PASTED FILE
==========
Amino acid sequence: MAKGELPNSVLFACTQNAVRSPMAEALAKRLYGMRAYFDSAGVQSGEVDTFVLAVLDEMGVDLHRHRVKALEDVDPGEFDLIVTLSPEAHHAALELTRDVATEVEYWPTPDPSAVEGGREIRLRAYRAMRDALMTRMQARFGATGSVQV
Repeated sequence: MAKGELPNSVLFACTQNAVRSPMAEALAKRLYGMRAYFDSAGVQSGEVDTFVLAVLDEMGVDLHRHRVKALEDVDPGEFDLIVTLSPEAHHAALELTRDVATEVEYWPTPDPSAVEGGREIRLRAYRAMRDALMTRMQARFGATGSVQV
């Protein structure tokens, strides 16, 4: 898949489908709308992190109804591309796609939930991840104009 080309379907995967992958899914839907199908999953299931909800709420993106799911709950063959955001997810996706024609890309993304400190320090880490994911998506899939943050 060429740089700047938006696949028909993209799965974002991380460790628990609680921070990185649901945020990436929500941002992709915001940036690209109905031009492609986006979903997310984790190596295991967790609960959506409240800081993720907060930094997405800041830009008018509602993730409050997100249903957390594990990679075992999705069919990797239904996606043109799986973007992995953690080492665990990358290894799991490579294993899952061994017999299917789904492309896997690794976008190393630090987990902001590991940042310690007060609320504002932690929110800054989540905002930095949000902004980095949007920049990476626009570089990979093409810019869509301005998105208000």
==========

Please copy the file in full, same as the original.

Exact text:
Amino acid sequence: MAKGELPNSVLFACTQNAVRSPMAEALAKRLYGMRAYFDSAGVQSGEVDTFVLAVLDEMGVDLHRHRVKALEDVDPGEFDLIVTLSPEAHHAALELTRDVATEVEYWPTPDPSAVEGGREIRLRAYRAMRDALMTRMQARFGATGSVQV
Repeated sequence: MAKGELPNSVLFACTQNAVRSPMAEALAKRLYGMRAYFDSAGVQSGEVDTFVLAVLDEMGVDLHRHRVKALEDVDPGEFDLIVTLSPEAHHAALELTRDVATEVEYWPTPDPSAVEGGREIRLRAYRAMRDALMTRMQARFGATGSVQV
């Protein structure tokens, strides 16, 4: 898949489908709308992190109804591309796609939930991840104009 080309379907995967992958899914839907199908999953299931909800709420993106799911709950063959955001997810996706024609890309993304400190320090880490994911998506899939943050 060429740089700047938006696949028909993209799965974002991380460790628990609680921070990185649901945020990436929500941002992709915001940036690209109905031009492609986006979903997310984790190596295991967790609960959506409240800081993720907060930094997405800041830009008018509602993730409050997100249903957390594990990679075992999705069919990797239904996606043109799986973007992995953690080492665990990358290894799991490579294993899952061994017999299917789904492309896997690794976008190393630090987990902001590991940042310690007060609320504002932690929110800054989540905002930095949000902004980095949007920049990476626009570089990979093409810019869509301005998105208000």